Friday, October 05, 2012


This is my rig about 3 days ago parked at my friends' house near Santa Fe.  The tiny trailer was a previous home of mine which I sold to him. Can you see the huge array of solar panels back there?
They completely power his household and shop.  The surplus is sold to the power company---- payoff time is about 7 yrs.
My oldest friend--of 39 years--lives here.  Lets me claim this as my official residence for legal purposes. He built it himself--a real adobe structure---with a real "slingshot" thermal effect: Slow to heat up and cool down---counteracting hot days and chilly nights.
Lets me store my Hobi-cat sailboat here.  Would anyone out there like to buy it?  Will take $400 for it and the trailer. Contact me if interested:
1. Comes to enjoy the mind of his host
2. Needs only a parking place.
3. Does not eat the hosts' food.
4. Sleep in his house.
5. Use his bathroom, his water, his electricity.
6. Does not Leave garbage, make noise.
7. Does not disrupt his lifestyle or be a nusiance.
8. Comes to enjoy the company of his host, gives him the best of your attention when he wants it and leaves before he wants you to.
9. Looks for ways to do some good while you are there. (this taught to me by Arnold Ecklund my mentor and travel companion for many adventures)
RANDY PHILOSOPHIZES: As you can see, ONLY RVers can be the perfect guest.  All others to a greater or lesser degree quickly become a pain in the ass.


Bill said...

10. Brings his own booze.

J C said...

11. And shares it with the host.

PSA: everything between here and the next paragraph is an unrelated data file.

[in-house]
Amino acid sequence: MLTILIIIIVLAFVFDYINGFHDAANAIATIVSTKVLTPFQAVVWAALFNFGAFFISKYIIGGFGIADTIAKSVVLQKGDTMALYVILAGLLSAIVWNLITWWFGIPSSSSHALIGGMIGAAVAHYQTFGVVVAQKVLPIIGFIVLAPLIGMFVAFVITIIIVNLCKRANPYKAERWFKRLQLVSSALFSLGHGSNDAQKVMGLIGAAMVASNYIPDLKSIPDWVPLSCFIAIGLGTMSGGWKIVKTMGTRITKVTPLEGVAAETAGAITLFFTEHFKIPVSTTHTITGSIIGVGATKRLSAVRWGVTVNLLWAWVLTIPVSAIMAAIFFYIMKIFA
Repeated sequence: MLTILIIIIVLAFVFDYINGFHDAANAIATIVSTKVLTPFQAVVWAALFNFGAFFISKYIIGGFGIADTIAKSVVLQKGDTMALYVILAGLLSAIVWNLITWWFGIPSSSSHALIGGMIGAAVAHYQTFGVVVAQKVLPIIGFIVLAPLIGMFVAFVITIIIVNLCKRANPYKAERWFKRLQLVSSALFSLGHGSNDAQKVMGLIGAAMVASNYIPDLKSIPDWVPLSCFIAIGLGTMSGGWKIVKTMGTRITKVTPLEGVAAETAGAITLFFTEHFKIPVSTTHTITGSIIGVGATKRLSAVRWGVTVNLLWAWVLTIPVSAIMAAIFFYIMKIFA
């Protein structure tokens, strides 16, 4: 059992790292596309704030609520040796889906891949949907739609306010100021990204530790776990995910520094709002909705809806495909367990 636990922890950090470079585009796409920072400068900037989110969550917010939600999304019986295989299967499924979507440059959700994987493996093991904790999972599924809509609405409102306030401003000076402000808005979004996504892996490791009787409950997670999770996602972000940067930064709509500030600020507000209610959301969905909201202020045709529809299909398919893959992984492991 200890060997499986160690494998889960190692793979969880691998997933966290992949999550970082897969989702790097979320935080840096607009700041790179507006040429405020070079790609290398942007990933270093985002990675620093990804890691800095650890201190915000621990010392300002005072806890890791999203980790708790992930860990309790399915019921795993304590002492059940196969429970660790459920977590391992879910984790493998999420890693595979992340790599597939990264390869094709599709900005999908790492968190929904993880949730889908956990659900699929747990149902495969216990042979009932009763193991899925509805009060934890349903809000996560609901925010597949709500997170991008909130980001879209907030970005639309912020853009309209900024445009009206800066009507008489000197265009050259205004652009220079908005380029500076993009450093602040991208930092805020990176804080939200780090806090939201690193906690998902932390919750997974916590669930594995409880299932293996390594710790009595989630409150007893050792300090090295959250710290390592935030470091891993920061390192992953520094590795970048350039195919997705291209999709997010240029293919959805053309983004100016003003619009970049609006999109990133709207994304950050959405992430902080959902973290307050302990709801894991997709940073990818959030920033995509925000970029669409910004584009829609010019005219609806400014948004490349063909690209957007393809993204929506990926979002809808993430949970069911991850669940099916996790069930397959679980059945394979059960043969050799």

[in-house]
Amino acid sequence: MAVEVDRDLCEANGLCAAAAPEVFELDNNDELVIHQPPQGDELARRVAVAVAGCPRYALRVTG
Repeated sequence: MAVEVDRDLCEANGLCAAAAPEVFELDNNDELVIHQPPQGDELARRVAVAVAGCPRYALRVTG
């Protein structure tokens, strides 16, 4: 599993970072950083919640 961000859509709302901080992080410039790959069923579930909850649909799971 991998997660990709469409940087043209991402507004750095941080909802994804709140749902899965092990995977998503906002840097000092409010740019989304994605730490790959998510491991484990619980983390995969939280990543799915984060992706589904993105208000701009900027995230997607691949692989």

ed west said...

brings enough booze and food for a party.

Boonie said...

I AGREE with your points about an RVer being a great guest, but why not look at it from both sides, not just the "housey's" side?

Is the "housey" a good host to the RV visitor? In general the answer is No. Whenever you meet somebody on their home turf, you see how locked in they are to all their dreary little routines and habits, centered on endless house care, driving to town, cleaning, shopping, and television.

The reason why "visitors stink in three days" is that the host considers his dreary routines to be sacred. He doesn't want them disturbed.

The best visits are between two parties on NEUTRAL ground, where both parties get knocked out of their daily routines.

coupe2u said...

Excellent point Boonie. Of course for the RVer what is neutral ground? The great thing about being an RVer is that in general there is no daily routine - thank goodness.

VtChris said...

I agree with Randy but not with Boonie. I often visit "real homes" and am intrigued by my host's way of life, each and every one is different and for the most part, not dreary at all. Each life is unique. We all find what works for us. Of course there are miserable people, but who would want to visit them? I belong to a group called and visit total strangers and have never had a negative experience, just met fascinating people.

VtChris said...

opps, forgot to check the follow-up box....

Sondra said...

Life is routine, Im sure RV'rs have some routines they MUST follow...fill tanks, empty tanks, park in the sun, when they'd rather be in the shade, shut in on a rainy day and feel a bit cramped...I think the best life is a blend of both. Adventure and mobility when you want it and being grounded when you need it.
Hope you were the good guest and brought the good stuff Randy!

Red Meador said...

I kinda like my daily routine be it in the sticks and bricks or Jeanie's Bottle.I wake up every morning believing something wonderful is going to happen and it does. Just dont get any better than that.

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Liz Rivard said...

Sounds like you where the perfect guest! And he the perfect host! Anyone who has a friendship that has withstood the times of changes, and loss, is an absolutely beautiful thing in life!

Liz Rivard said...

Sounds like you where the perfect guest! And He the perfect host! Anyone who has a friendship that has withstood the times of changes, and loss, is an absolutely beautiful thing in life!